"The operation is over and the result is negative. No one was arrested," spokesman Eric Van Der Sypt told AFP.
14:03 - 'I won't stay at home and be afraid'
The Local's Oliver Gee has been down at Place de la République talking to some of the crowds who have gathered at the makeshift shrine.
Chloé, a 19-year-old Parisian, is making paper cranes from today's newspaper at the central Place de la Republique.
"I don't know why I decided to do it, I guess I just wanted to make something beautiful out of what the terrorists did," she told The Local.
Three other women, who she doesn't know, have sat down to join her.
"We saw what she was doing and thought it was a beautiful symbol for freedom," one said.
Chloé said that passersby have asked to take the cranes to put at the foot of the statue in the centre of the square, where a makeshift vigil is overflowing with candles and flowers.
She said the attacks wouldn't stop her from living the same life.
"I'm not going to stay at home and be afraid that I might get killed if I leave," she said.
"I'm going to keep eating at restaurants, keep going to concerts. If I don't, then the terrorists will win."
13:42 - Belgian police release suspect's brother
Belgian authorities on Monday released five out of the seven suspects who were arrested at the weekend after the Paris attacks, including the brother of one of the suicide bombers, prosecutors said.
Mohamed Abdeslam – whose brother Brahim took part in the attacks and whose other brother Salah is being hunted by police – was freed "without being charged," a spokesman for the prosecutor told AFP.
13:30 - Brussels raid targeting wanted jihadist
A major raid by Belgian police under way in Brussels on Monday is aimed at finding Saleh Abdeslam, who was named by French police as a key suspect in the Paris attacks, prosecutors told AFP.
"That's correct," a spokesman for the prosecutor said when asked if the operation targeted Abdeslam, adding however that he was unable to confirm whether Abdeslam was actually in a house surrounded by police in the Molenbeek
district of the Belgian capital.
13.20 - Belgium's Molenbeek district a 'hotbed' of Islamic radicalism
Raids on Sunday and Monday in the Brussels suburb of Molenbeek have shifted focus to a section of the Brussels capital where authorities “have lost control”, according to the country’s foreign minister Jan Jambon.
The Local's Oliver Gee has just been to Le Carillon, the scene of one of Friday's attacks, where people gathered on Monday to mark a minute silence.
He has just filed this short report:
At the intersection between the bar Le Carillon and Le Petite Cambodge - where 14 were killed in Friday - hundreds disregarded the ban on public gatherings to pay tribute to the victims.
What was supposed to be a one-minute silence turned into ten.
It was a sombre and chilling mood, with the bullet holes in the windows of Le Carillon still clearly on show.
Above, in English, the words Happy Hours were printed on the wall.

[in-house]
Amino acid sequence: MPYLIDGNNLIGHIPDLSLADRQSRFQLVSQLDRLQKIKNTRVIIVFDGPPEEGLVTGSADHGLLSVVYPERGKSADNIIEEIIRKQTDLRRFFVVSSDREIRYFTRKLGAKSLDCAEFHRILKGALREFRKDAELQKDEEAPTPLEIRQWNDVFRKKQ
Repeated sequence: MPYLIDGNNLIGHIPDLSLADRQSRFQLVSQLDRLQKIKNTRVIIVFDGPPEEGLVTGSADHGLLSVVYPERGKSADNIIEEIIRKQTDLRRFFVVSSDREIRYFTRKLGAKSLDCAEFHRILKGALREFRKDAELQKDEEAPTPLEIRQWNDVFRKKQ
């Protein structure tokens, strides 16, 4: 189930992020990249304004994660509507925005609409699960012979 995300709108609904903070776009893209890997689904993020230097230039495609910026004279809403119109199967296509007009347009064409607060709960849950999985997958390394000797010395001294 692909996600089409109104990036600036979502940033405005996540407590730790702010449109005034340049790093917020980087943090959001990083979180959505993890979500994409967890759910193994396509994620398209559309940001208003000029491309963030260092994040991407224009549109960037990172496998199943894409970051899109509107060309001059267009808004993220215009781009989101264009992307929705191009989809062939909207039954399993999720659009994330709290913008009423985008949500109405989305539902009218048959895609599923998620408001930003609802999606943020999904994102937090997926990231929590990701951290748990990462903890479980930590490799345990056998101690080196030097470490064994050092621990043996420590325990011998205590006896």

"It's ironic isn't it," a woman who lived just 50 meters away told The Local. "At a time like this, I kind of like it. We need it."
After the ten minutes of silence, a round of applause broke out. A man read a poem apparently sent in from somewhere in Africa, likely because Le Carillon was run by Algerians.
After more applause, onlookers sang a gentle but powerful version of the national anthem.
People in the crowd were in tears.
12:39 - Molenbeek police operation continues
A major police operation is still taking place in the Brussel's suburb of Molenbeek. The operation has been underway for around two hours now. It is believed police are hunting Abdelslam Salah, the man who is the subject of an international arrest warrant.
Tweets and images from the scene show a huge police presence as well as scores of journalists and photographers. One man has reportedly been arrested.
12:30 - Disputed reports of suspect's arrest
There are disputed reports in Belgium that Abdeslam Salah, the man wanted in connection with attacks has been arrested in the Brussel's suburb of Molenbeek.
While RTL radion in Belgium claimed he had been arrested, public officials then denied within minutes that he was in custody.
BREAKING: Police raid still ongoing here in Rue Delaunoy. Police are in roof of adjoining building. Focus on No.47. pic.twitter.com/U2TZgO1oTA— Paul Brennan (@paulrbrennan) November 16, 2015
12:00 - France falls silent for victims
All across France a minute silence has been held to remember those who died in the attacks. In many places the silence went on for many minutes and was followed by moving renditions of the Marseillaise national anthem.
Here are some images and videos that show the moving scenes.
Powerful rendition of the national anthem at Le Carillon shooting site in Paris right now. pic.twitter.com/AIhcaWH7OV— Oliver Gee (@olivergee23) November 16, 2015
11:56 - Turkey warned France of Bataclan bomber
Turkey warned France almost a year ago about a suspected Isis militant who blew himself up in the bloody Paris attacks but the French authorities did not respond, a senior Turkish official said on Monday.
Turkish police "notified their French counterparts twice -- in December 2014 and June 2015" about Omar Ismail Mostefai, the official told AFP, asking not to be named.
"We did, however, not hear back from France on the matter," added the official.
Identified by his finger, which was found among the rubble of the Bataclan concert hall, the 29-year-old Mostefai was one of three attackers, all wearing suicide vests, at the venue where 89 people were killed in the bloodiest scene of the carnage.
11:43 - Abdelhamid Abaaoud - mastermind of jihadist network?
11:35 - More on the alleged mastermind of Paris attacks
Abdelhamid Abaaoud, otherwise known as Abou Omar, is being named in the French media, who are sourcing police, as the mastermind of the Paris attacks.